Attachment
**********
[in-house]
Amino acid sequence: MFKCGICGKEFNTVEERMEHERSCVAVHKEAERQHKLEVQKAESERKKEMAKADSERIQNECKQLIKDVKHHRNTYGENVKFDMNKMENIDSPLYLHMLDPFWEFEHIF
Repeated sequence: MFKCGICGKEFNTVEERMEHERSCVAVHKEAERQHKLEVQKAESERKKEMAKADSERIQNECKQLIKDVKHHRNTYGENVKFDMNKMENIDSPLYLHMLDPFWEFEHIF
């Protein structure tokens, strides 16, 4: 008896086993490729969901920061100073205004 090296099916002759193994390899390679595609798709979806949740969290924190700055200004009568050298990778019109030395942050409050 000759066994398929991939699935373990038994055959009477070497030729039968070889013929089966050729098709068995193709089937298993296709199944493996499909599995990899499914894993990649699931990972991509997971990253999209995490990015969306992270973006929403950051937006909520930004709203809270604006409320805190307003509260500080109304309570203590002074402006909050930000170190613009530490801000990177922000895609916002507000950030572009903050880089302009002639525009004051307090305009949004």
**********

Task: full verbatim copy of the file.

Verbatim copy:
[in-house]
Amino acid sequence: MFKCGICGKEFNTVEERMEHERSCVAVHKEAERQHKLEVQKAESERKKEMAKADSERIQNECKQLIKDVKHHRNTYGENVKFDMNKMENIDSPLYLHMLDPFWEFEHIF
Repeated sequence: MFKCGICGKEFNTVEERMEHERSCVAVHKEAERQHKLEVQKAESERKKEMAKADSERIQNECKQLIKDVKHHRNTYGENVKFDMNKMENIDSPLYLHMLDPFWEFEHIF
């Protein structure tokens, strides 16, 4: 008896086993490729969901920061100073205004 090296099916002759193994390899390679595609798709979806949740969290924190700055200004009568050298990778019109030395942050409050 000759066994398929991939699935373990038994055959009477070497030729039968070889013929089966050729098709068995193709089937298993296709199944493996499909599995990899499914894993990649699931990972991509997971990253999209995490990015969306992270973006929403950051937006909520930004709203809270604006409320805190307003509260500080109304309570203590002074402006909050930000170190613009530490801000990177922000895609916002507000950030572009903050880089302009002639525009004051307090305009949004």